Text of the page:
Though I appreciate the news and enjoyed being informed on this topic, this article is saturated with writer opinion. If this were a blog article, or if it were labeled as an opinion piece, it would be no big deal, but I thought this was supposed to be a news article. The writer didn't even have the decency to at least be subtle about his opinion.

    As for the camera, if Edgar Mitchell can provide evidence and/or witnesses that NASA gifted that camera to him, then I hope that everyone involved has the decency to drop the issue at that point. But if no such evidence exists, then I don't blame NASA for pursuing this. While this may be one little camera, it is still a case of property theft (however innocent) and resale, and they don't want to encourage future employees to do the same.
  • 4 Hide
    Anonymous , July 2, 2011 1:58 PM
    Big Brother
  • 9 Hide
    mcd023 , July 2, 2011 2:20 PM
    my guess is that back in the 70's, things weren't as ridiculous as they are now, so they were probably given as gifts without any paperwork because they all thought it was a good idea. Even if there was, where would they go to find it? One piece of paperwork amidst millions? I'd hate that job, but it still pays I guess. haha
  • 14 Hide
    dread_cthulhu , July 2, 2011 2:32 PM
    Yeah... why the heck would they care about a camera??? Even if it was stolen, it's 40 years after the fact! Isn't there a statute of limitation on this kind of thing? I think this is a waste of the court's time, and of our federal tax dollars... 40 years... come on people! Let's use a bit of common sense here! He probably just asked his mission commander, hey can I have this camera now that you guys have taken the film out, as a souvenir? And they said sure, we won't use it again anyway. And now that he's trying to make a couple bucks off of it, they get po'd because they're hurting for money. Bureaucrats! Who needs 'em?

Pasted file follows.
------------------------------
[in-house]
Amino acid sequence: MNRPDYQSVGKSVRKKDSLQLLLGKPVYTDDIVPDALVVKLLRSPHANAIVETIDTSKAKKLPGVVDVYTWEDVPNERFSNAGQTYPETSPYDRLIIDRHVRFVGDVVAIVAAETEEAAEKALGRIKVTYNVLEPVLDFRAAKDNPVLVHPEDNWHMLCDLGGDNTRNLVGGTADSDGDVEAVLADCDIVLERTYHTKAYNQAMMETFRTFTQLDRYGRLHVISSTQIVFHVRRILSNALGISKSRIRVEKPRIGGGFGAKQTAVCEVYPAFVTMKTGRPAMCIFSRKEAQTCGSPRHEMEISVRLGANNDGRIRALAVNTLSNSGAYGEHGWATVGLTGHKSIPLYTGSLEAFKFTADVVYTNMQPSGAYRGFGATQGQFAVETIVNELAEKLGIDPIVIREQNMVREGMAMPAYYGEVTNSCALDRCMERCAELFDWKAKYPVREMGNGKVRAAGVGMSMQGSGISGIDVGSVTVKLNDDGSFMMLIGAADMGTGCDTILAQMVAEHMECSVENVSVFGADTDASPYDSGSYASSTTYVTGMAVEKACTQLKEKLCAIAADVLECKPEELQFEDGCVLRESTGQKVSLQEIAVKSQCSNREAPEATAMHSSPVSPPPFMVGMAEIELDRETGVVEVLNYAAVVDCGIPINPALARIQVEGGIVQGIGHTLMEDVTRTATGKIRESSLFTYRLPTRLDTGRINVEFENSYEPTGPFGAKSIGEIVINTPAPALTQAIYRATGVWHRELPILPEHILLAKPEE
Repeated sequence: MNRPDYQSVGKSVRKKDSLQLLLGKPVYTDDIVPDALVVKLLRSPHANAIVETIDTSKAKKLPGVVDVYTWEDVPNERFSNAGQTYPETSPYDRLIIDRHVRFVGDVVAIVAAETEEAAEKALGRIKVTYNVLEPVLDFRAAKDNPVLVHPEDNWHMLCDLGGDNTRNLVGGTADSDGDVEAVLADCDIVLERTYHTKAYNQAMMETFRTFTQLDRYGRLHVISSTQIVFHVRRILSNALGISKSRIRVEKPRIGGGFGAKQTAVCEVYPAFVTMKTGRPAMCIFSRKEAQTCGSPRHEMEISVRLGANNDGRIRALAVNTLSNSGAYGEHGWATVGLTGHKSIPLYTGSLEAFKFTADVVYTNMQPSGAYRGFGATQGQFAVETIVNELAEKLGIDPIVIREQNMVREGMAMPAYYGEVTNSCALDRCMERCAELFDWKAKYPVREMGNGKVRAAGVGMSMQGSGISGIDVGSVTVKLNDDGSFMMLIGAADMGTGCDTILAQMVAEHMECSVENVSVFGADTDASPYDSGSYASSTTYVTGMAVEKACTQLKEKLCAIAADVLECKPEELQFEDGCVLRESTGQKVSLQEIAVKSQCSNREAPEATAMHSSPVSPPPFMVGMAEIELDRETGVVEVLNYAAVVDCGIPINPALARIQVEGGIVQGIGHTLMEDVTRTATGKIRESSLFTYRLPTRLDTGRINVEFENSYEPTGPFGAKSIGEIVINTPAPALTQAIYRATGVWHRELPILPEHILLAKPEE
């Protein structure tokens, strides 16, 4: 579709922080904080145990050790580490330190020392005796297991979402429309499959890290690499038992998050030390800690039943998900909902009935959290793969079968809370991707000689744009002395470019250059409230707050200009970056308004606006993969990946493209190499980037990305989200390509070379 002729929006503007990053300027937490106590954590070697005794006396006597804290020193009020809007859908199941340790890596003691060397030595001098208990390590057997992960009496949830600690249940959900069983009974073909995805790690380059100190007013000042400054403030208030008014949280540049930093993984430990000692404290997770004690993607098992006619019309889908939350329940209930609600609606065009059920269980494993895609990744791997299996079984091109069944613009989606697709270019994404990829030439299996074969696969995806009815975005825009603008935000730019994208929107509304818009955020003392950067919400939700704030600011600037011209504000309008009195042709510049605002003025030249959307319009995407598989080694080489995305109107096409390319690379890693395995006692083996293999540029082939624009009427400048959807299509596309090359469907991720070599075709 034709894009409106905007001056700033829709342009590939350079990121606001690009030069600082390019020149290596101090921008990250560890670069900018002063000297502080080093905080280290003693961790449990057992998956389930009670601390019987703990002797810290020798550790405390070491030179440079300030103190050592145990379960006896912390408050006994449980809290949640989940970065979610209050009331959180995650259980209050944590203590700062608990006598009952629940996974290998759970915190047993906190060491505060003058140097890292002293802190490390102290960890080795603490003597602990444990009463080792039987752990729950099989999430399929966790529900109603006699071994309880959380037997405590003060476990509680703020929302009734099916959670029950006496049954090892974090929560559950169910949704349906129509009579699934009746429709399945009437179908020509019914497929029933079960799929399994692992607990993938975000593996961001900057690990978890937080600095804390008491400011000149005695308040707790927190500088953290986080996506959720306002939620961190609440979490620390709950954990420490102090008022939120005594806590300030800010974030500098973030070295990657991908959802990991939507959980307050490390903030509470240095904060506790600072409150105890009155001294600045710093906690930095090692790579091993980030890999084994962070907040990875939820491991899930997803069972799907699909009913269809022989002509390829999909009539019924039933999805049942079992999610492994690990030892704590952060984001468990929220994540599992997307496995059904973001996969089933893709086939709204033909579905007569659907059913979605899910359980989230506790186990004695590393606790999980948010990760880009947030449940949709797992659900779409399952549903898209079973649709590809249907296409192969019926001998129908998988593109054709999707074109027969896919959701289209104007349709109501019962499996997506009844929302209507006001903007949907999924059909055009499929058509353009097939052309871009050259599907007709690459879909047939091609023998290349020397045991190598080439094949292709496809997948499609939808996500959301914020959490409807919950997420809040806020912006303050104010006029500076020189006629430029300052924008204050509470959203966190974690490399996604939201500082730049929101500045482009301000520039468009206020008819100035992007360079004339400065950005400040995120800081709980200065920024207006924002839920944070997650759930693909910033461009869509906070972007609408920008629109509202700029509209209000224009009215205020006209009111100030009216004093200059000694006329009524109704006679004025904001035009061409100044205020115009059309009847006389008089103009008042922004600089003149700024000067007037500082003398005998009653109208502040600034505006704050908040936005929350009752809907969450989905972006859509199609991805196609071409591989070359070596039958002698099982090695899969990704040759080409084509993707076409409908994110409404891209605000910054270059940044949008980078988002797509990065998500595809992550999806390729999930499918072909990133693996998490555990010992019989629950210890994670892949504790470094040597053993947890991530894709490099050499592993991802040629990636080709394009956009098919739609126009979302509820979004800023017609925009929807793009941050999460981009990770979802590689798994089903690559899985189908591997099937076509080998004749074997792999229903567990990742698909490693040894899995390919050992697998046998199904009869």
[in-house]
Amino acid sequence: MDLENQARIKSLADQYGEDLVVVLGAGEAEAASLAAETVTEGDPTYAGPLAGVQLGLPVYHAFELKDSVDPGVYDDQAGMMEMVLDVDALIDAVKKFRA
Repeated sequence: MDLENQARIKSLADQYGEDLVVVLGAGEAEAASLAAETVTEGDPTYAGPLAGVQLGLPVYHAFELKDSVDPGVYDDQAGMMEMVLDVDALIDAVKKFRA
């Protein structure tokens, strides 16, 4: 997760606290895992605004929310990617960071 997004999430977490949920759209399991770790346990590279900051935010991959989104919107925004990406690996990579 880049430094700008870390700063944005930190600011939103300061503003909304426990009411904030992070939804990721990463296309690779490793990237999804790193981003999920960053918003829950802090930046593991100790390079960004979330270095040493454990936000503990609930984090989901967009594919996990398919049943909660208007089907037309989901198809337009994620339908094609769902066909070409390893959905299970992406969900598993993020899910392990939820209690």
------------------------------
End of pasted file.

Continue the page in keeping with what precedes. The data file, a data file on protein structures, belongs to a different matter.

• -7 Hide
    kcorp2003 , July 2, 2011 3:03 PM
    i agree with NASA. it is their property and unless they give it to him. besides the technology is old but i wonder what NASA will do with it unless this camera has more potential and NASA is trying to cover up something. like a bigger lawsuit that they copied the technology from someone else. lol
  • 9 Hide
    GNCD , July 2, 2011 3:16 PM
    I want some $5 worth of socks...

    They should let the man keep the camera...40 years...cmon...
  • -6 Hide
    lradunovic77 , July 2, 2011 3:27 PM
    The reason is that Moon Landing never happened so anything which was part of it like this Camera cannot go to Public.
  • 2 Hide
    scrumworks , July 2, 2011 3:36 PM
    ReggieRaySince NASA's mission now is Muslim outreach, according to the Kenyan, maybe they can donate to Iran, I hear they are wanting to start a space program.


    lol of the day.
  • 12 Hide
    cookoy , July 2, 2011 4:12 PM
    40 years ago: "you're our hero. we are forever grateful for the services you've rendered. how can we ever repay you"
    now: "no way you're selling that thing. give it back or else"